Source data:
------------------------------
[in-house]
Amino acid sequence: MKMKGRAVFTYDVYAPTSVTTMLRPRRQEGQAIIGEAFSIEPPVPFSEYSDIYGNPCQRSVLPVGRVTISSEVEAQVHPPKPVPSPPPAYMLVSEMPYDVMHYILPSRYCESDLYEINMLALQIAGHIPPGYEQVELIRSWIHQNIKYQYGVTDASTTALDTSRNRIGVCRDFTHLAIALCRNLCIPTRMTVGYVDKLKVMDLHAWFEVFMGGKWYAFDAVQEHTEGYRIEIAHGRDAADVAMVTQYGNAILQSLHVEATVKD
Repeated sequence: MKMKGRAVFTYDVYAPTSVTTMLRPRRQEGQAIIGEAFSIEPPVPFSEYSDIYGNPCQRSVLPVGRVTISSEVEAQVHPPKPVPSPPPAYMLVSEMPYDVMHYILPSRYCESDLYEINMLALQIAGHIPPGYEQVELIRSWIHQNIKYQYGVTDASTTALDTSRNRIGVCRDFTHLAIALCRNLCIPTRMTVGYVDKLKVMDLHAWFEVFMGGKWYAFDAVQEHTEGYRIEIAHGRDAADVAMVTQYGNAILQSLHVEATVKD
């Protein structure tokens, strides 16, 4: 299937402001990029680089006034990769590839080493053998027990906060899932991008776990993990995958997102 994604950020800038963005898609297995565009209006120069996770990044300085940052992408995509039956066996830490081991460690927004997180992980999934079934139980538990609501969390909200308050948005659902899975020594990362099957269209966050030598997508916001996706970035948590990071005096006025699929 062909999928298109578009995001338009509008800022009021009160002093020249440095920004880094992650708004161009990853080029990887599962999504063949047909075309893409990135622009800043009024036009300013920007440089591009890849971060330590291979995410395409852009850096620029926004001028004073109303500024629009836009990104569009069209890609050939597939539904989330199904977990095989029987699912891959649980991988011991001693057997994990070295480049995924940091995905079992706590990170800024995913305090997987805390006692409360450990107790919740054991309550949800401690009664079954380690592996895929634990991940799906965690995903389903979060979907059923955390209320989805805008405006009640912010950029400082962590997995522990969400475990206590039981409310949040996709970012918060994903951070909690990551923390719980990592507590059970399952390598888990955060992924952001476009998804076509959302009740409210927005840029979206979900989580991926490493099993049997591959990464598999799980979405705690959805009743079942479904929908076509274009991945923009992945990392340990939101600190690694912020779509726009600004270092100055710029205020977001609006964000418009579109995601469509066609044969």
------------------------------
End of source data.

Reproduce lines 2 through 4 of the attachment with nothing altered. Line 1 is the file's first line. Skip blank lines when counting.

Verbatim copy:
Amino acid sequence: MKMKGRAVFTYDVYAPTSVTTMLRPRRQEGQAIIGEAFSIEPPVPFSEYSDIYGNPCQRSVLPVGRVTISSEVEAQVHPPKPVPSPPPAYMLVSEMPYDVMHYILPSRYCESDLYEINMLALQIAGHIPPGYEQVELIRSWIHQNIKYQYGVTDASTTALDTSRNRIGVCRDFTHLAIALCRNLCIPTRMTVGYVDKLKVMDLHAWFEVFMGGKWYAFDAVQEHTEGYRIEIAHGRDAADVAMVTQYGNAILQSLHVEATVKD
Repeated sequence: MKMKGRAVFTYDVYAPTSVTTMLRPRRQEGQAIIGEAFSIEPPVPFSEYSDIYGNPCQRSVLPVGRVTISSEVEAQVHPPKPVPSPPPAYMLVSEMPYDVMHYILPSRYCESDLYEINMLALQIAGHIPPGYEQVELIRSWIHQNIKYQYGVTDASTTALDTSRNRIGVCRDFTHLAIALCRNLCIPTRMTVGYVDKLKVMDLHAWFEVFMGGKWYAFDAVQEHTEGYRIEIAHGRDAADVAMVTQYGNAILQSLHVEATVKD
């Protein structure tokens, strides 16, 4: 299937402001990029680089006034990769590839080493053998027990906060899932991008776990993990995958997102 994604950020800038963005898609297995565009209006120069996770990044300085940052992408995509039956066996830490081991460690927004997180992980999934079934139980538990609501969390909200308050948005659902899975020594990362099957269209966050030598997508916001996706970035948590990071005096006025699929 062909999928298109578009995001338009509008800022009021009160002093020249440095920004880094992650708004161009990853080029990887599962999504063949047909075309893409990135622009800043009024036009300013920007440089591009890849971060330590291979995410395409852009850096620029926004001028004073109303500024629009836009990104569009069209890609050939597939539904989330199904977990095989029987699912891959649980991988011991001693057997994990070295480049995924940091995905079992706590990170800024995913305090997987805390006692409360450990107790919740054991309550949800401690009664079954380690592996895929634990991940799906965690995903389903979060979907059923955390209320989805805008405006009640912010950029400082962590997995522990969400475990206590039981409310949040996709970012918060994903951070909690990551923390719980990592507590059970399952390598888990955060992924952001476009998804076509959302009740409210927005840029979206979900989580991926490493099993049997591959990464598999799980979405705690959805009743079942479904929908076509274009991945923009992945990392340990939101600190690694912020779509726009600004270092100055710029205020977001609006964000418009579109995601469509066609044969």